Impact of human behavior on the spread of African swine fever virus: what every veterinarian should know

Thumbnail Image
Rademacher, Chris
Major Professor
Committee Member
Journal Title
Journal ISSN
Volume Title
American Veterinary Medical Association
Brown, Justin
Assistant Professor
Karriker, Locke
Morrill Professor
Research Projects
Organizational Units
Organizational Unit
Veterinary Diagnostic and Production Animal Medicine
The mission of VDPAM is to educate current and future food animal veterinarians, population medicine scientists and stakeholders by increasing our understanding of issues that impact the health, productivity and well-being of food and fiber producing animals; developing innovative solutions for animal health and food safety; and providing the highest quality, most comprehensive clinical practice and diagnostic services. Our department is made up of highly trained specialists who span a wide range of veterinary disciplines and species interests. We have faculty of all ranks with expertise in diagnostics, medicine, surgery, pathology, microbiology, epidemiology, public health, and production medicine. Most have earned certification from specialty boards. Dozens of additional scientists and laboratory technicians support the research and service components of our department.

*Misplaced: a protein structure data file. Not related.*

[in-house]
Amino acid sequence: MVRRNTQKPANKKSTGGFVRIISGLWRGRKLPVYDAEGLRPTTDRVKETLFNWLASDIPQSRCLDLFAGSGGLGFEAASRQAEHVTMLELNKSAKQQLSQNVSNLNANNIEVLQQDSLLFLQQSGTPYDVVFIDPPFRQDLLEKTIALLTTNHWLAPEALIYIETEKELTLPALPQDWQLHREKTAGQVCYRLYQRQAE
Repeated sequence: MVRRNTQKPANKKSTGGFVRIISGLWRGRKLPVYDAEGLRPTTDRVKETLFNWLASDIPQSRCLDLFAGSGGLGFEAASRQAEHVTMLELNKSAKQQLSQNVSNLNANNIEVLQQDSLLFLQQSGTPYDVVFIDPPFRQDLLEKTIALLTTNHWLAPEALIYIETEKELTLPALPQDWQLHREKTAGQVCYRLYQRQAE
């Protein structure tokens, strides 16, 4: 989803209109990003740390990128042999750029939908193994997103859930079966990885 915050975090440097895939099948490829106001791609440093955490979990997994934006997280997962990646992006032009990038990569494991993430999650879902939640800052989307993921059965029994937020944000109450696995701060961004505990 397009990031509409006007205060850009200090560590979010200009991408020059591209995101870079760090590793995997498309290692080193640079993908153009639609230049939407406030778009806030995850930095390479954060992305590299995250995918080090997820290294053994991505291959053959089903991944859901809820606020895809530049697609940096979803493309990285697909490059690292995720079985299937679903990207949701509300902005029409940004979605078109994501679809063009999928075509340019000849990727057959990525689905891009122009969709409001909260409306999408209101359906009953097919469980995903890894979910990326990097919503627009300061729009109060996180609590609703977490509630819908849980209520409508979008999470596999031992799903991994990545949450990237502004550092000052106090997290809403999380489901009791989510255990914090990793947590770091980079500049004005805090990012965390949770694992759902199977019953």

Journal Issue
Is Version Of
African swine fever virus was first identified and characterized in Africa in the early 1900s, but it has spread exponentially in Europe, Asia, and the Caribbean since 2018. While it is a disease that exclusively affects swine, thus posing no infectious risk to human health, the virus’s resiliency and human behavior have facilitated the rapid global dissemination of the virus over the past 4 years. In this Currents in One Health, we will review its epidemiology, viral characteristics, host range, and current prevention strategies; the current perspective on what a response would look like and who would be affected; and if the virus was ever found in the US. Due to the fact that the virus affects all breeds of Sus scrofa, including those used for food and companionship, it is vital for all veterinarians to work together to keep the virus out of the US. It is only through the collaborative efforts of multiple disciplines working locally, nationally, and globally that we can contain the spread of this virus.
This article is published as Rademacher, Chris, Justin Brown, and Locke Karriker. "Impact of human behavior on the spread of African swine fever virus: what every veterinarian should know." Journal of the American Veterinary Medical Association (2022). DOI: 10.2460/javma.22.06.0250. Copyright 2022 American Veterinary Medical Association. CC BY-NC 4.0. Posted with permission.